Skip to comments.The 17th Amendment and Republican Freedom
Posted on 04/08/2013 12:00:11 PM PDT by Jacquerie
Happy Anniversary! Today marks 100 years of the 17th Amendment.
To Freepers, our statist government is a daily fingernails across the chalkboard experience. What will the likes of Senators Schumer and Durbin or Representatives Hoyer, Lee and Pelosi try to pull next? Why did our national government morph from one designed to protect our freedoms into one that promises increasing oppression? More to the point, why did the federal government generally remain within its Constitutional bounds prior to WWI and not thereafter?
Thank the 17th Amendment.
It fundamentally altered the Constitution; it pulled the keystone from the arch of our Framers structure. The structure upon which our freedoms depend is not a Bill of Rights as many believe; it was and remains the separation of powers. That separation began with a division of power between the States and Federal government, not with the division of legislative, judicial and executive departments within the Federal government.
In Federalist 51, James Madison briefly contrasted the structure of ancient, simple republics and our new compound republic. As opposed to simple republics, in which the people granted power to a single government, in our Constitution power was first divided between the States and Federal governments. To quote Madison, Hence a double security arises to the rights of the people. The different governments will control each other, at the same that each will be controlled by itself. By different governments, Madison meant the States and new federal government.
Republican freedoms are not only threatened by oppression from rulers; the greater threat resides within the people themselves. Madison described this democracy as the tyranny of the majority: If a majority be united by a common interest, the rights of the minority will be insecure. One method to combat majoritarian tyranny was by creating a will in the community independent of the majority . . . A Senate representing the States provided Madisons independent will. Our current Senate structure merely invites a republic destroying majoritarianism which, from their study of history, our Framers sought to avoid.
Consider the guarantees in our Bill of Rights. How many remain in force? When did the national (it has not been federal for 100 years) government gather its full steam assault on them? It began when the structural protection previously provided by the States was removed. Without the institutional means to secure our rights, provided by the States, the Bill of Rights became but unenforceable parchment barriers to consolidated government made possible by the 17th.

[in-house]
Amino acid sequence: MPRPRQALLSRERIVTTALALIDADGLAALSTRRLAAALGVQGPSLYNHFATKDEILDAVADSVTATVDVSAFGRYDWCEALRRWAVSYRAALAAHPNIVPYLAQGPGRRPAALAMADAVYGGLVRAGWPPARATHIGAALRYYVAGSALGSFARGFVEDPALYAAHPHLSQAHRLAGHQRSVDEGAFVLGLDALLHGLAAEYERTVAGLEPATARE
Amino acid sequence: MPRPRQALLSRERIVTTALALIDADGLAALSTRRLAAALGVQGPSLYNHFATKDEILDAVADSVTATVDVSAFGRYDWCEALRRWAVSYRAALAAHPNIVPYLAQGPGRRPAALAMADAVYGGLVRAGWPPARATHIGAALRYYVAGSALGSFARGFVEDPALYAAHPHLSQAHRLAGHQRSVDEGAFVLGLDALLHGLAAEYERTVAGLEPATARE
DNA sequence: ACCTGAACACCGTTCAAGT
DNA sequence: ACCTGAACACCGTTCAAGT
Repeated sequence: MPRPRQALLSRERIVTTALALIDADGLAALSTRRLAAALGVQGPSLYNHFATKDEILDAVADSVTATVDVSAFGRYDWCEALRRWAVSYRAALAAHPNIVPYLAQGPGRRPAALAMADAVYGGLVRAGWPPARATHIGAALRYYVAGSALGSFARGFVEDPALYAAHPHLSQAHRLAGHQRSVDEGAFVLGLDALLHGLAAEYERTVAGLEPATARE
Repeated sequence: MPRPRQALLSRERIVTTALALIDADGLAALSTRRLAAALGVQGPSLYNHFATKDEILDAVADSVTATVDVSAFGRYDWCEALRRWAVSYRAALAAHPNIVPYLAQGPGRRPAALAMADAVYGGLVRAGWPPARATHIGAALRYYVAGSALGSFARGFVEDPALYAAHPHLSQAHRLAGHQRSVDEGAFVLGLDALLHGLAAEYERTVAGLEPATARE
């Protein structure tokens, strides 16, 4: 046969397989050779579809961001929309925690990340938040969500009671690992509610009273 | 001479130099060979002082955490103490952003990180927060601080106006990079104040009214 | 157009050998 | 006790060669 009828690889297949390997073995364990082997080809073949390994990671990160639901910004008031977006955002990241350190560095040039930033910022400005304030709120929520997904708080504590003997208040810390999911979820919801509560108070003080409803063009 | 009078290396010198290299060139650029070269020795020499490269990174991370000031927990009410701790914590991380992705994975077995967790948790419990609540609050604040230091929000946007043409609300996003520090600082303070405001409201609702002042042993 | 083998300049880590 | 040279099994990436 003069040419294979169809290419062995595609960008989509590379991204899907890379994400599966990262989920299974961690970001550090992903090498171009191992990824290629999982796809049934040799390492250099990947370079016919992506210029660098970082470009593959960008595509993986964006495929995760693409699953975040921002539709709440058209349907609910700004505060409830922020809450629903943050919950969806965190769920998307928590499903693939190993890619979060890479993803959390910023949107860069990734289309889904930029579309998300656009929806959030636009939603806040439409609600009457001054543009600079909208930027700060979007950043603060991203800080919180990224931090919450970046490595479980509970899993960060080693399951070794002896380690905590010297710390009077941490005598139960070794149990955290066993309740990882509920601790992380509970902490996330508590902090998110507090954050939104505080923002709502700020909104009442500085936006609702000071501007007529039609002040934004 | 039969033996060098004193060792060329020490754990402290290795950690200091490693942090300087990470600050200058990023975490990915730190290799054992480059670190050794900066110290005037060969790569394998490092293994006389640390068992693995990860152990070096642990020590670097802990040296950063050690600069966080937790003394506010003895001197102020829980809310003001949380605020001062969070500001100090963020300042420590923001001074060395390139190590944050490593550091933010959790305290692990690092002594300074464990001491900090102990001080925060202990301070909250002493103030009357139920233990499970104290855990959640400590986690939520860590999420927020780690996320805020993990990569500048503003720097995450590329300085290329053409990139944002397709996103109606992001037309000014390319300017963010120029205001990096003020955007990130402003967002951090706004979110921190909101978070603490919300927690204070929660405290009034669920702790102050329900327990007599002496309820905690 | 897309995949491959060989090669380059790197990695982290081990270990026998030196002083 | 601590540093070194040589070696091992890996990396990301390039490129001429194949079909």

Freepmail to jump on or off the train.
With passage of the 17th it is hard to come up with any reason for the senate to exist.
They now interpret it as limits set on the people, meaning what is not expressly provided for in the Bill of Rights belong to the Feds, whose only limit is what is expressly written into the Constitution, everything else being allowed for them (through their "interpretation").
See Wickard v. Filburn for the case that turned the Constitution on its head.
Good essay. Thanks.
How about a big steaming bowlful of pure democracy ... guaranteed to take your rights.
Empty DC - the most liberal place in America and end its influence on the minds of our elected representatives.
Having them at home means they're closer to their state than to internationalists, lobbyists and the professional political entourage.
If two houses, both elected by popular vote of We The People had been
the best that the members of the constitutional convention could come up with,
they would have all thrown up their hands, given up,
and gone about the business of amending the Articles of Confederation.
Legislators working from home is an idea worth developing.
And the national media has a multiplier effect upon the de-federalization of the Senate.
Senators run in the national media, unlike House candidates.
...Perhaps there’s a case that can be made to make the House less majoritarian- though that’s the opposite of the original plan it may return some balance.